Adjusted for mediastinal nodal metastases status (N0/N1 vs N2/N3) (adjusted hazard ratio, 0.98 [95% CI, 0.73-1.32]). The median duration of follow-up was 33 months (interquartile range [IQR], 13-76) for surgical staging and 31 months (IQR, 13-75) for endosonographic staging.
Customize your JAMA Network experience by selecting one or more topics from the list below.
Kuijvenhoven JC, Korevaar DA, Tournoy KG, et al. Five-Year Survival After Endosonography vs Mediastinoscopy for Mediastinal Nodal Staging of Lung Cancer. JAMA. 2016;316(10):1110–1112. doi:10.1001/jama.2016.10349
Lung cancer accounts for the highest cancer-related mortality rate worldwide.1 Accurate mediastinal nodal staging is crucial in the management of non–small cell lung cancer (NSCLC) because it directs therapy and has prognostic value.2,3
The Assessment of Surgical Staging vs Endosonographic Ultrasound in Lung Cancer (ASTER) trial compared mediastinoscopy (surgical staging) with an endosonographic staging strategy (which combined the use of endobronchial and transesophageal ultrasound followed by mediastinoscopy if negative).4 The endosonographic strategy was significantly more sensitive for diagnosing mediastinal nodal metastases than surgical staging (94% endosonographic strategy vs 79% surgical strategy).
If mediastinal staging is improved, more patients should receive optimal treatment and might survive longer. The current post hoc analysis evaluated survival in ASTER.
At inclusion in ASTER, all participants provided written informed consent; the current analysis was either approved or waived by the involved ethical committees. Of 241 patients with potentially resectable NSCLC, 123 were randomized to endosonographic staging and 118 to surgical staging in 4 tertiary referral centers in Leiden (the Netherlands), Ghent and Leuven (Belgium), and Cambridge (United Kingdom) between February 2007 and April 2009.4 Surgical-pathological staging was the reference standard for mediastinal nodal assessment.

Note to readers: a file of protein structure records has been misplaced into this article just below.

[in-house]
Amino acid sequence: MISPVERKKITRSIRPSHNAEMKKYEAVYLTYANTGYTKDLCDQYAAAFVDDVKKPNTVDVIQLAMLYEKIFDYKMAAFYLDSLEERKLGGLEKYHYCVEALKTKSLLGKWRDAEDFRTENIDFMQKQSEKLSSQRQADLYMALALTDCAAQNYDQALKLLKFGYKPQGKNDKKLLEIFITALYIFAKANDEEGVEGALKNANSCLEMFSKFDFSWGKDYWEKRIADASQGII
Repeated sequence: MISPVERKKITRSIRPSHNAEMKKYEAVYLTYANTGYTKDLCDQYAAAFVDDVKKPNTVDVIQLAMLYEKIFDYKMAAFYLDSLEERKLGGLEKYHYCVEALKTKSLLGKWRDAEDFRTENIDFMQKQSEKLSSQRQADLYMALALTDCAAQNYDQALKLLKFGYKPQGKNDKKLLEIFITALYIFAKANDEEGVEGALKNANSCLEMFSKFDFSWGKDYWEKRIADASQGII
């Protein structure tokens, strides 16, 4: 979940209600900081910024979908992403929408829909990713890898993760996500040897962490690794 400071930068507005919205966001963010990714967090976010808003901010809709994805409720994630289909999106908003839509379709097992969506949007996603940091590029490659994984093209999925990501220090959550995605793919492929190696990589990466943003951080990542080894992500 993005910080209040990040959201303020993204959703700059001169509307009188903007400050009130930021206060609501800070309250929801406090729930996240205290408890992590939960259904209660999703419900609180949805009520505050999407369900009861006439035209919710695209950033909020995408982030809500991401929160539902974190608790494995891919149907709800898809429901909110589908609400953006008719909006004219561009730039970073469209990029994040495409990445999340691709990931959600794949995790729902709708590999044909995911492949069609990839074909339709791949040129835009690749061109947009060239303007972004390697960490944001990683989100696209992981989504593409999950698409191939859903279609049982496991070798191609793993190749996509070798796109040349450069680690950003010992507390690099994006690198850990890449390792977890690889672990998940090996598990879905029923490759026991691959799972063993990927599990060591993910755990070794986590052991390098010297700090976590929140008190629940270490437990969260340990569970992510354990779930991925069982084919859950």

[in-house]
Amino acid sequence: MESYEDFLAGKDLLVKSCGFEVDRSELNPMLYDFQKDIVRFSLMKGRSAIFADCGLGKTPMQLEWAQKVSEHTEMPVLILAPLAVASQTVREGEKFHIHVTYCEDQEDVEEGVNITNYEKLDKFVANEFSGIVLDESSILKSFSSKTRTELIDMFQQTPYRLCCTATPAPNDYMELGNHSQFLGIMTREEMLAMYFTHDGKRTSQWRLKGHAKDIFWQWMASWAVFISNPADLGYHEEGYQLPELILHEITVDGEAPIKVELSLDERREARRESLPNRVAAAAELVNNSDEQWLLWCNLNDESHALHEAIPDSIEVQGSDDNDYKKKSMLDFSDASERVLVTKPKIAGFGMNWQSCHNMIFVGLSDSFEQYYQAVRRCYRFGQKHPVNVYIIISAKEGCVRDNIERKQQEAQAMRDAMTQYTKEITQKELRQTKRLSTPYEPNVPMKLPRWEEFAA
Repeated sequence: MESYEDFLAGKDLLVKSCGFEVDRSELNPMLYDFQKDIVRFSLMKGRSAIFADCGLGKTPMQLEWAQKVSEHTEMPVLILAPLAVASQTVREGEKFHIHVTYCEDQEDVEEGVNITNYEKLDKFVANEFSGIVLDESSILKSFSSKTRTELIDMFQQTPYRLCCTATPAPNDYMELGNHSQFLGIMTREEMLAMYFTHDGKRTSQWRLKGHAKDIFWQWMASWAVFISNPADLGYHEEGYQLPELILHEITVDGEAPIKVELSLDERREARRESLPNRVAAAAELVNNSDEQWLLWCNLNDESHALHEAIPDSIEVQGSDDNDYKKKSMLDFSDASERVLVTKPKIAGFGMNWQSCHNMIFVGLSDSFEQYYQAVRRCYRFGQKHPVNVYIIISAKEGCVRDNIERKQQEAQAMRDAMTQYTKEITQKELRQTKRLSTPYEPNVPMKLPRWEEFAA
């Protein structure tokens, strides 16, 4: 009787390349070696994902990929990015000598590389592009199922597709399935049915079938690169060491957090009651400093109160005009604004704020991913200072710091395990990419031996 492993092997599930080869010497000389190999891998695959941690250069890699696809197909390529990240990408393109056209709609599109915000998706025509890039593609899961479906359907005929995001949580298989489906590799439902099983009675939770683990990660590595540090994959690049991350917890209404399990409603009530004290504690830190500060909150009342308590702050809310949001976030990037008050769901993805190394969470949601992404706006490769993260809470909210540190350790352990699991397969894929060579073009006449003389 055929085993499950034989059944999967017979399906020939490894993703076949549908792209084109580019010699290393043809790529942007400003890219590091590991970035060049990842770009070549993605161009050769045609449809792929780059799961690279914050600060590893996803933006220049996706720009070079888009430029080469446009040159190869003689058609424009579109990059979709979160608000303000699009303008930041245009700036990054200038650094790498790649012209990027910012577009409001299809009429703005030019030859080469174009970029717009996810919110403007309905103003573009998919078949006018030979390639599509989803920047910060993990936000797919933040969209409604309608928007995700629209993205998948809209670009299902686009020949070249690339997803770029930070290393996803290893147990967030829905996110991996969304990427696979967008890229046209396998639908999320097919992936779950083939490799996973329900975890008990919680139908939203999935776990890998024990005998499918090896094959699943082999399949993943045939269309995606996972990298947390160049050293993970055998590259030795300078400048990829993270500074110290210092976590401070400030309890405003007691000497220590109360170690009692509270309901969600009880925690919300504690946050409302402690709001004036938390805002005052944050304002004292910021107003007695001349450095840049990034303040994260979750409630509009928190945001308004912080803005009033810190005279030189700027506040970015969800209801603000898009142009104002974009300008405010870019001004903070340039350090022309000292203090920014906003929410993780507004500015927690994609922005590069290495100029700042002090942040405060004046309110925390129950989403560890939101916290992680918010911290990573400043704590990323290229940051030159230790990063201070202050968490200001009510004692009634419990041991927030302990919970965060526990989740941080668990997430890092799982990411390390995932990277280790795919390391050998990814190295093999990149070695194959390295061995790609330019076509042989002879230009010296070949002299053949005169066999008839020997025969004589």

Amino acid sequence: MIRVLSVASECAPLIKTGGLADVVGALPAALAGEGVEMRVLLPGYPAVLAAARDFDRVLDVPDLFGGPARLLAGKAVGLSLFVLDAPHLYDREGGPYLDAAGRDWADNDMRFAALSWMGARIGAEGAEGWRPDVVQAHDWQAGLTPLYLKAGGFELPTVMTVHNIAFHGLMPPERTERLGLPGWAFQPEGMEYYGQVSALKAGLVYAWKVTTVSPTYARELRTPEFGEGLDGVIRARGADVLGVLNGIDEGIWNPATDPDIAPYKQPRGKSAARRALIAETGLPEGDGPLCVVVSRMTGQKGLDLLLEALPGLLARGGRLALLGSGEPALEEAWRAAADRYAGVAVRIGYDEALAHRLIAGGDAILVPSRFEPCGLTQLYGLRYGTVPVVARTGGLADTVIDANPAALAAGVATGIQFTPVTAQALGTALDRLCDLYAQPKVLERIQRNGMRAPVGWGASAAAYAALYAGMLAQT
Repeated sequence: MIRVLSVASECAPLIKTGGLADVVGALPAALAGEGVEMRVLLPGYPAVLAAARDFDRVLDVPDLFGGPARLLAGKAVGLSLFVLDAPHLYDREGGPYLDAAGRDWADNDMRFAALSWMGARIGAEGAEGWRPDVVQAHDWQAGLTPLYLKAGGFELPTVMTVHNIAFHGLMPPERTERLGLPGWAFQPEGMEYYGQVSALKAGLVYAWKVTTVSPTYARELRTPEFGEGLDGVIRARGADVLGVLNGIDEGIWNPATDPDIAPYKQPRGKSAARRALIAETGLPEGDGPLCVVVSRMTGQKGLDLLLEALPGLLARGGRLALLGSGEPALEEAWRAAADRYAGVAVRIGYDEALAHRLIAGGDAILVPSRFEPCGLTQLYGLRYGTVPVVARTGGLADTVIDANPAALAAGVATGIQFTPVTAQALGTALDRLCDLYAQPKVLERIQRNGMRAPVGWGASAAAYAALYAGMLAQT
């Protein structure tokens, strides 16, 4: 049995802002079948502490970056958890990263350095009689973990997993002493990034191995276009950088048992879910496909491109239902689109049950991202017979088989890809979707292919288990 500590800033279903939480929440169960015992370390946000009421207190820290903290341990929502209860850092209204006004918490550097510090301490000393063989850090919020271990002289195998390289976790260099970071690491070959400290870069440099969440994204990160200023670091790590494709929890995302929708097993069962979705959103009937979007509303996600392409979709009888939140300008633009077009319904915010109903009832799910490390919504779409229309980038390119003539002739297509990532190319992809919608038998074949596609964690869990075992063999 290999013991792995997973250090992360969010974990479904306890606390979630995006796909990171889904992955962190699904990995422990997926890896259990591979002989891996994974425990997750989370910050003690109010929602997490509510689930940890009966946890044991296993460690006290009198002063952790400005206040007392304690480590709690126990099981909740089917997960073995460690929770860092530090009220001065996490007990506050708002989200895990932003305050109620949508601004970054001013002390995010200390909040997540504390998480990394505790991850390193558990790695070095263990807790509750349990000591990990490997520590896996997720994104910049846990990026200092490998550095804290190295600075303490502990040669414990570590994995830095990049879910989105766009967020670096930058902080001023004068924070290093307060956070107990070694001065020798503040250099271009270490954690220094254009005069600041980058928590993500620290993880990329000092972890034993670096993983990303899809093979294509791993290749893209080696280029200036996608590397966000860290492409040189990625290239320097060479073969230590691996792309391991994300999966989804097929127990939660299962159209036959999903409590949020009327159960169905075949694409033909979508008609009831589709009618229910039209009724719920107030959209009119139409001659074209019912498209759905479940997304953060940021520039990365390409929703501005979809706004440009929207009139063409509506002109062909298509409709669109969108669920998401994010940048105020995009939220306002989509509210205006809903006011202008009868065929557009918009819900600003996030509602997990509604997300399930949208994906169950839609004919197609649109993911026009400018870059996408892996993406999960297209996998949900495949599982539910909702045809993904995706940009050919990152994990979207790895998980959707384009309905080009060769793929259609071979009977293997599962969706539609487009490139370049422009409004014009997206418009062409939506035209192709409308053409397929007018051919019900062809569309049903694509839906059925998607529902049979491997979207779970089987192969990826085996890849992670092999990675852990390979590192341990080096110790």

Between June 30, 2015, and October 15, 2015, survival data were obtained through patient records, death registers, or contact with general practitioners (trial protocol in the Supplement).
The proportion of survivors at 5 years for both staging strategies and odds ratios (ORs) with 95% CIs were calculated. Kaplan-Meier analysis was performed and hazard ratios were calculated to compare survival between the strategies, adjusting for mediastinal nodal metastases in a Cox proportional hazards model. Survival for patients with no date of death were censored on the date last known to be alive. The assumption of proportional hazard was tested and met. Subgroup analysis was performed for patients with nodal stages N2/N3 and N0/N1. Data were analyzed using SPSS Statistics (IBM), version 22.0.
Survival data at 5 years were obtained for 237 of 241 patients (98%); 2 patients in both groups were lost to follow-up. There were 182 men (77%) with a mean age at randomization of 65 years (SD, 9). Detailed patient characteristics were previously reported.4 The prevalence of mediastinal nodal metastases was 54% in the endosonographic strategy group and 44% in the surgical strategy group.
Survival at 5 years was 35% (42 of 121 patients) for the endosonographic strategy vs 35% (41 of 116 patients) for the surgical strategy (OR, 0.97 [95% CI, 0.57-1.66]) (Table). The estimated median survival was 31 months (95% CI, 21-41) for the endosonographic strategy vs 33 months (95% CI, 23-43) for the surgical strategy (adjusted hazard ratio, 0.98 [95% CI, 0.73-1.32]) (Figure).